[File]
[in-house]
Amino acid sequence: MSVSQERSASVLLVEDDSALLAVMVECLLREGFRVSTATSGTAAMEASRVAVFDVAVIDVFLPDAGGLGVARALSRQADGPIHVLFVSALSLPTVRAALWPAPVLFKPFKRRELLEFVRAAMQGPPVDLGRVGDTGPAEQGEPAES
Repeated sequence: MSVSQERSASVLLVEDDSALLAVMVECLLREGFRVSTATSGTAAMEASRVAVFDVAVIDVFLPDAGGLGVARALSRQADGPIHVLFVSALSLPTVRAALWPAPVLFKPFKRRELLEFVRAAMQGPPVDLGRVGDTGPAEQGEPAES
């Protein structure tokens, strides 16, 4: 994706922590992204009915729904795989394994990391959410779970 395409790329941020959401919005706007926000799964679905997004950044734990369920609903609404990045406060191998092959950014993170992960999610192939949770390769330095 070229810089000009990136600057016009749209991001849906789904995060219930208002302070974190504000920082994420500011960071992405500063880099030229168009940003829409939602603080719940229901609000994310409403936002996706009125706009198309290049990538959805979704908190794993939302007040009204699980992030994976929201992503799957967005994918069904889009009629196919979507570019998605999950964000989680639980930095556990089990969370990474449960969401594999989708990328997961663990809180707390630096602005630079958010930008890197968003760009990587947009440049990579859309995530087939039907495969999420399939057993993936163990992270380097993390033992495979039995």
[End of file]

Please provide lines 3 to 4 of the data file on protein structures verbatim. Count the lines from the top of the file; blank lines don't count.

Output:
Repeated sequence: MSVSQERSASVLLVEDDSALLAVMVECLLREGFRVSTATSGTAAMEASRVAVFDVAVIDVFLPDAGGLGVARALSRQADGPIHVLFVSALSLPTVRAALWPAPVLFKPFKRRELLEFVRAAMQGPPVDLGRVGDTGPAEQGEPAES
């Protein structure tokens, strides 16, 4: 994706922590992204009915729904795989394994990391959410779970 395409790329941020959401919005706007926000799964679905997004950044734990369920609903609404990045406060191998092959950014993170992960999610192939949770390769330095 070229810089000009990136600057016009749209991001849906789904995060219930208002302070974190504000920082994420500011960071992405500063880099030229168009940003829409939602603080719940229901609000994310409403936002996706009125706009198309290049990538959805979704908190794993939302007040009204699980992030994976929201992503799957967005994918069904889009009629196919979507570019998605999950964000989680639980930095556990089990969370990474449960969401594999989708990328997961663990809180707390630096602005630079958010930008890197968003760009990587947009440049990579859309995530087939039907495969999420399939057993993936163990992270380097993390033992495979039995």